Dr. Newton Pitt (4) drew attention to seventeen obscure gastric cancer cases that had occurred in Guy's Hospital, in which the main symptoms had been unconnected with the stomach. They are classified as follows :-

Group A.

Ascites and pleuritic effusion .

7 cases


Matted intestine


" C.

Intestinal obstruction


D. E.

Abdominal suppuration . Profound anaemia .



" F.

Iliac tumour

1 case


Thrombosed veins .

? "

In all the gastric symptoms were trivial, and in many the stomach disease was only discovered at autopsy.

In the ordinary course the symptoms commence with loss of appetite and want of vigour, often coining on in an individual suddenly and without any apparent cause; loss of flesh is soon noticed, with pallor and shortness of breath, discomfort after food is usually felt, which may pass on to pain and a feeling of sickness, and after a time vomiting of food, little or much altered. At first the vomit is usually free from blood, but in the later stages, when the cancer begins to ulcerate, it is signalled by coffee-ground vomit. Rarely blood is vomited in quantity, and only very rarely does hamiatemesis assume a serious form in gastric carcinoma, though I have known it to directly cause death on four occasions. Pyrosis is frequently complained of in the early stages of the disease. The bowels are usually constipated. After a longer or shorter interval, weeks, or may be months, a tumour may develop in the epigastrium, and then the symptoms are usually so well marked that no doubt can be entertained as to the condition. Enlargement of the supra-clavicular glands on the left side and dulness beneath the left clavicle are important signs indicating advanced disease.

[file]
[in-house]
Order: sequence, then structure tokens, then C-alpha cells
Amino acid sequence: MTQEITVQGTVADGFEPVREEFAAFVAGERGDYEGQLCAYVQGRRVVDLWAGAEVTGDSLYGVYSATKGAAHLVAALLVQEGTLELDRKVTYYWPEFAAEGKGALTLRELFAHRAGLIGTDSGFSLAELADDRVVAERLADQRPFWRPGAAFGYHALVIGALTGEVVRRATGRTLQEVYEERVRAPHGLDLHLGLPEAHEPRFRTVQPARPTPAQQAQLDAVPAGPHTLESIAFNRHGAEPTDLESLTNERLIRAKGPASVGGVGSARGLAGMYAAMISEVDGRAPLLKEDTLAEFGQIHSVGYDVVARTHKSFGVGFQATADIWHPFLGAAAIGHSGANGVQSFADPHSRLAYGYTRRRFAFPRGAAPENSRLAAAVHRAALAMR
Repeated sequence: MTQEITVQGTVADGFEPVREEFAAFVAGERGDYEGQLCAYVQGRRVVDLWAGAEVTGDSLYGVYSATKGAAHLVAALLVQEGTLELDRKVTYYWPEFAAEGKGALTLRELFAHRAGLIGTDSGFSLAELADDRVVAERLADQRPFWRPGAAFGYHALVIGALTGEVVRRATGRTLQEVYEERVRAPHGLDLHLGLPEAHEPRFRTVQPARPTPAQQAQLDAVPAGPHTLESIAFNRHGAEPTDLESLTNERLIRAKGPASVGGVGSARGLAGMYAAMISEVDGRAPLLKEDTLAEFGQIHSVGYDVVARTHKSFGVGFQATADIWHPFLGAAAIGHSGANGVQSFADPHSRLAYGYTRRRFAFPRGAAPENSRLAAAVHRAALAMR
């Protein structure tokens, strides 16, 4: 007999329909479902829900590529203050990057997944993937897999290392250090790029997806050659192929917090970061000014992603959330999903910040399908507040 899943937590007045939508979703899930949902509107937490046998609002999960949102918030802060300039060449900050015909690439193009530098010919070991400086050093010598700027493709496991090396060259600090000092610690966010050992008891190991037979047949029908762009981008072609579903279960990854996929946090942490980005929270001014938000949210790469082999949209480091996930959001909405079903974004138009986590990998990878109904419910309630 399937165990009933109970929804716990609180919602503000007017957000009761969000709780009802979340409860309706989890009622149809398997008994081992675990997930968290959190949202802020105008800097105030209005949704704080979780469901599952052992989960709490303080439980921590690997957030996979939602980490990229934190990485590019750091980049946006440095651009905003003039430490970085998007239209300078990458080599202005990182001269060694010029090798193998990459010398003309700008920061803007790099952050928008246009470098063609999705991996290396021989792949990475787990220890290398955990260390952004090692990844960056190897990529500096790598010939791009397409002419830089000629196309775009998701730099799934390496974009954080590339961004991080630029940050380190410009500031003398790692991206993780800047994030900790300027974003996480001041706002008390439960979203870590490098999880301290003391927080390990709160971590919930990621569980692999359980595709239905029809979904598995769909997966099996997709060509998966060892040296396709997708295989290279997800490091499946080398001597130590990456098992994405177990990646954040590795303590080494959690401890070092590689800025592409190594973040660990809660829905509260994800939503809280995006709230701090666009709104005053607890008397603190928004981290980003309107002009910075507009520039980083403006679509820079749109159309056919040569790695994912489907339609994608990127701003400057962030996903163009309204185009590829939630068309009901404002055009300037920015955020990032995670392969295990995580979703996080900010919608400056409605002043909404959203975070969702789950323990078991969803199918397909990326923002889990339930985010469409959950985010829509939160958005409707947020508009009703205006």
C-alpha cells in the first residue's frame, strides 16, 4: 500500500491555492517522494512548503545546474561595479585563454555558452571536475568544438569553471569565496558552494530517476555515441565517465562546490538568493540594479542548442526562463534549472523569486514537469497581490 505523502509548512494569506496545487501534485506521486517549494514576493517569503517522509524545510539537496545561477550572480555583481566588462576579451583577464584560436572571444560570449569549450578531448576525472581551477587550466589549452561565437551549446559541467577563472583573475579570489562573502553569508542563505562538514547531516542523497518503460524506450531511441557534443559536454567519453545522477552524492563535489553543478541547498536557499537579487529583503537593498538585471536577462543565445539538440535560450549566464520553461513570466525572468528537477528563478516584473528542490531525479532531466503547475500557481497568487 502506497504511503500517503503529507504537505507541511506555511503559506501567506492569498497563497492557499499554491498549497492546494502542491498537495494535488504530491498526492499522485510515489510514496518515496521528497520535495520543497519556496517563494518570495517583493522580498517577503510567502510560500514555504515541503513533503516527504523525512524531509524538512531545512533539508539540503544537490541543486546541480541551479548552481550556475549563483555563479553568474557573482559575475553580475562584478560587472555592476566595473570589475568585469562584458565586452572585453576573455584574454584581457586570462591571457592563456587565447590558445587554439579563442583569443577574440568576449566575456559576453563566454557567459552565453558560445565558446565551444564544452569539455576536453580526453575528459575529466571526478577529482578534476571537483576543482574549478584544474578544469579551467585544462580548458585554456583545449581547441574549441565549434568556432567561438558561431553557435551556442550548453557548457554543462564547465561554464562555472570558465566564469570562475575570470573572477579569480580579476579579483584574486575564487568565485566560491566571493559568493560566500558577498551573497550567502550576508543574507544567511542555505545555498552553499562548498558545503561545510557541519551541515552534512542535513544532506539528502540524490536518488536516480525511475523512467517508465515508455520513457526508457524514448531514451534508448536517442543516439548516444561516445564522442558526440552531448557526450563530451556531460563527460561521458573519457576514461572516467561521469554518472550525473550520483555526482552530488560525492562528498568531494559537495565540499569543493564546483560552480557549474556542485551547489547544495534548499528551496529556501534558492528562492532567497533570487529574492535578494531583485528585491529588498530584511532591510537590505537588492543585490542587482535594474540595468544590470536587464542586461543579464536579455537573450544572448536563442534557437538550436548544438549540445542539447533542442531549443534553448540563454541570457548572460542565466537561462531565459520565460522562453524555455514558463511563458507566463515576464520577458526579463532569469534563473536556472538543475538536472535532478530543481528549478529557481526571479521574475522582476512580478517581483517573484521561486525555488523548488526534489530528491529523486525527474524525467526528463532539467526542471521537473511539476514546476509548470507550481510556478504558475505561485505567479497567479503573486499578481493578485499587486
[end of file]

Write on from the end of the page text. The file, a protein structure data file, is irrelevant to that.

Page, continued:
Cancer Of Cardiac Orifice Of The Stomach.

Cancer of cardiac orifice of the stomach. (No. 2422, Royal College of Surgeons' Museum.)

On quite a number of occasions I have been consulted for abdominal tumour due to cancer of the stomach without any of the characteristic signs, except general failure of health and loss of flesh, but in such cases the orifices of the stomach have not been involved in the growth. In the later stages profound anaemia, oedema of the limos, ascites and increasing weakness herald the approach of the end.

If the disease is at the cardiac end of the stomach, involving the cardiac orifice, the symptoms may resemble those of stricture of the oesophagus and be associated with dysphagia ending in an inability to swallow at first solids and later even fluid nourishment ; in such cases the tumour, being well under cover of the ribs, is difficult or impossible to palpate, but enlargement of the supra-clavicular glands on the left side is usually present.

If the pylorus be the part involved dilatation of the stomach with retention and decomposition of food and vomiting are pronounced symptoms, the vomiting, being at first irregular, perhaps every second or third day, soon becoming daily, and later occurring after every meal.

Visible peristalsis is not usually so marked as when the dilatation is due to simple stenosis, but it may be a prominent sign, and is then usually associated with pain that is relieved by vomiting.

If the disease attacks the centre of the stomach it may lead to hour-glass distortion with visible peristalsis of the proximal portion.